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How will OpenJava affect your effort to contribute?

3 replies [Last post]
Joined: 2005-12-12


Im always curious as to why folks contribute source to projects. There is the JDK Collaboration effort already in existence but now that Java is moving to different liscensing, how will this change affect why and why not you contribute.

I generally classify(maybe wrongly) the people who currently contribute as developers who like to work with the souce regardless of the license.

So what about the rest of crew?
Ive seen a couple of 'types' in regards to this issue:
1. Developers who won't contribute unless the license is an Open Source license or maybe even a particular license.

2. Developers who don't contribute because they don't know about the current way to contribute.

Im not sure how the change will effect the first group. For some the change will be "good enough". Others, don't know.

The second group, well I think the change will be good. Generally when I hear the term "Open Source" I think that its a project where people can contribute. So in this sense, just making Java Open Source will function as a form of permanent advertisement. People may actively search out how to contribute instead of finding out about it and then contributing.

Where do you fit in this scheme? Are you one of the 2 "types"? Or are you something entirely different, maybe unique even?


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Joined: 2006-02-02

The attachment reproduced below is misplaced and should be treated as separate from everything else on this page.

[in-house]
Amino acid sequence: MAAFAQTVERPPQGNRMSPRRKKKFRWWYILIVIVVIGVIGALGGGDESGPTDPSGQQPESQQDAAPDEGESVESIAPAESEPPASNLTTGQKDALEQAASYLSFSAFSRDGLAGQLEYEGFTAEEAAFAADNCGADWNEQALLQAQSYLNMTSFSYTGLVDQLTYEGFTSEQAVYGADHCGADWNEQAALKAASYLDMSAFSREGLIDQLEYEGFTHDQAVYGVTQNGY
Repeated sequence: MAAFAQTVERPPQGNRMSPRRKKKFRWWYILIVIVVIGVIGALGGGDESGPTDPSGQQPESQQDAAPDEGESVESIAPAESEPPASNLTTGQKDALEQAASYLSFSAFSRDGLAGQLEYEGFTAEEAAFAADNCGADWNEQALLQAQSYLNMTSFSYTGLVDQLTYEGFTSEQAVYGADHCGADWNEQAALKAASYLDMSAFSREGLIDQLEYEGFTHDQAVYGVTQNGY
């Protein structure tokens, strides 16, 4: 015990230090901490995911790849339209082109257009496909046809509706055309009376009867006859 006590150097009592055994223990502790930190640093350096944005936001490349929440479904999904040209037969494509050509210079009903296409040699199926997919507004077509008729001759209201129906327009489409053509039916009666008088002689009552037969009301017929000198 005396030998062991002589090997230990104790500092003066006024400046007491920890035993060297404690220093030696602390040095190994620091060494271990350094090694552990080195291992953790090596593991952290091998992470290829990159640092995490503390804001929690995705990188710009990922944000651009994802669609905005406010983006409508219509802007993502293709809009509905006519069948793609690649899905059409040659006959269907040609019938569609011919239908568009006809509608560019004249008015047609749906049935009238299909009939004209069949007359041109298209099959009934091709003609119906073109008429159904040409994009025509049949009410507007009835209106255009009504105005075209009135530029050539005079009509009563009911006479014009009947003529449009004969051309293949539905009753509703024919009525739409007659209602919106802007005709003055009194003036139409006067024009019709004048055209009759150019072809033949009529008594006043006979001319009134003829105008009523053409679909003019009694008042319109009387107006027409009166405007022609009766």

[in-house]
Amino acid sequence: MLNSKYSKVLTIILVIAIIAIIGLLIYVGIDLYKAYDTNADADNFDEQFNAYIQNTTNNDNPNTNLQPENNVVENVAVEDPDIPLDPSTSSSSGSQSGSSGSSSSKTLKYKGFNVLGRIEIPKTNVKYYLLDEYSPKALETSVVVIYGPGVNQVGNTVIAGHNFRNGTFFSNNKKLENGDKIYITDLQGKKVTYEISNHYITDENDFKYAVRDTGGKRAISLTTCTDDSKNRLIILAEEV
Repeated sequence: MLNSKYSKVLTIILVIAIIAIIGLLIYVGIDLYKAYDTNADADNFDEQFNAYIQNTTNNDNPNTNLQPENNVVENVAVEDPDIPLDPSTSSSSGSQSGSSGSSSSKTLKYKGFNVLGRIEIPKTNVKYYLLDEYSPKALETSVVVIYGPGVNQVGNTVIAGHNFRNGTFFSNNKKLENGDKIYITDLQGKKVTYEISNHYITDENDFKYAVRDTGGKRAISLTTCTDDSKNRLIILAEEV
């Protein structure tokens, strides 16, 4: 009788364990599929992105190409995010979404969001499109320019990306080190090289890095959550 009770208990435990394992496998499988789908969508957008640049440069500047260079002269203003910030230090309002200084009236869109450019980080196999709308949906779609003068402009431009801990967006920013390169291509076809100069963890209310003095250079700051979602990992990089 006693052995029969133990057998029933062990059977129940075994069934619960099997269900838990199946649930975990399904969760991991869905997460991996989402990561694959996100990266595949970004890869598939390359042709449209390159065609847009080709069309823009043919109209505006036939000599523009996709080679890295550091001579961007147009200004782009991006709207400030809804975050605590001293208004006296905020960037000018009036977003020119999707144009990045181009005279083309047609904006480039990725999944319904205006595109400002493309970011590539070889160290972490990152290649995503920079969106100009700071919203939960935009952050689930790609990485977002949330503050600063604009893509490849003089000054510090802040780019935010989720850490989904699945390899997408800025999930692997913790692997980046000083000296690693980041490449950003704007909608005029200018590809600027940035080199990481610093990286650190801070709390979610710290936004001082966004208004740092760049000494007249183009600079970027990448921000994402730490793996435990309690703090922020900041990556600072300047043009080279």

I would contribute. I am afraid of all the current legalese would “taint” me if I worked on it. Who knows what I'd work on in the future at my real job that might conflict? This is my passion and livelihood and I can't take the chance just to help out. Once things are open sourced, well, I'd find a bug fix it and then find another etc. You can't scare me with code, but you can scare me with lawyers.

Joined: 2004-05-05

I belong in the first group, but I still sent in my first fix for the JDK yesterday for some BSD licensed code in it (Java2D demo was using non-standard, Sun-specific APIs to deal with JPEGs instead of the standard imageio ones, which means it wouldn't compile or work properly with Kaffe).

Since I have to avoid being bound by the JRL to avoid potential implications on my work on Kaffe, I had to use the bug parade, and I'm waiting for review.

With my contribution, I noticed that the Sun JDK behaved differently from what I'd expect: duke's nose's colour was blue instead of red in the flipped JPEG.

Unfortunately, since Sun's code for their class library impleemntation is not open source, I may not look at it, and try to find out whether it's a bug in Sun's imageio implementation, or something else.

So Sun's licensing choice does prevent me from making more useful contributions, at least.

Joined: 2004-05-05

Oh, and I'd like to praise Sun's Dmitri Trembovetski for being quick to follow up to and explain that the blue nose I was seeing is fixed in Mustang, on the relevant JavaLobby thread:

Collaboration is happening, and takes many forms. I'm looking forward to see much more of it.